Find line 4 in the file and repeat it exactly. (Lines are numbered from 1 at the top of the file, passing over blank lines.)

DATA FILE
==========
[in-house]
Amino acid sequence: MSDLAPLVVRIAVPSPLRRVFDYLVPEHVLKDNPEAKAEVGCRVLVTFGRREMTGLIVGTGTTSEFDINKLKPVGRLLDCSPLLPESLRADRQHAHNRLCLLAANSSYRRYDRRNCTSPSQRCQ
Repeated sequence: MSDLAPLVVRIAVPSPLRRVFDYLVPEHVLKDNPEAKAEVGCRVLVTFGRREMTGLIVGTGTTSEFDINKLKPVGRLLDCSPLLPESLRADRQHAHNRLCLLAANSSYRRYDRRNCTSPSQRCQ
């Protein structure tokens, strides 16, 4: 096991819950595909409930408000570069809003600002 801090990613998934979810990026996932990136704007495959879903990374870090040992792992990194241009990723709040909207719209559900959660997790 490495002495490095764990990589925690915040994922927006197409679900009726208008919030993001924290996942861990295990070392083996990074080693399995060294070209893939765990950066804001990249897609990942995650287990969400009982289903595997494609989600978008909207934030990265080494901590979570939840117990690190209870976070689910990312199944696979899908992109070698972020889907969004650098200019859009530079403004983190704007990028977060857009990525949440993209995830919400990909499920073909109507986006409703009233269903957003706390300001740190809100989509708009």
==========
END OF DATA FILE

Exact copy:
């Protein structure tokens, strides 16, 4: 096991819950595909409930408000570069809003600002 801090990613998934979810990026996932990136704007495959879903990374870090040992792992990194241009990723709040909207719209559900959660997790 490495002495490095764990990589925690915040994922927006197409679900009726208008919030993001924290996942861990295990070392083996990074080693399995060294070209893939765990950066804001990249897609990942995650287990969400009982289903595997494609989600978008909207934030990265080494901590979570939840117990690190209870976070689910990312199944696979899908992109070698972020889907969004650098200019859009530079403004983190704007990028977060857009990525949440993209995830919400990909499920073909109507986006409703009233269903957003706390300001740190809100989509708009």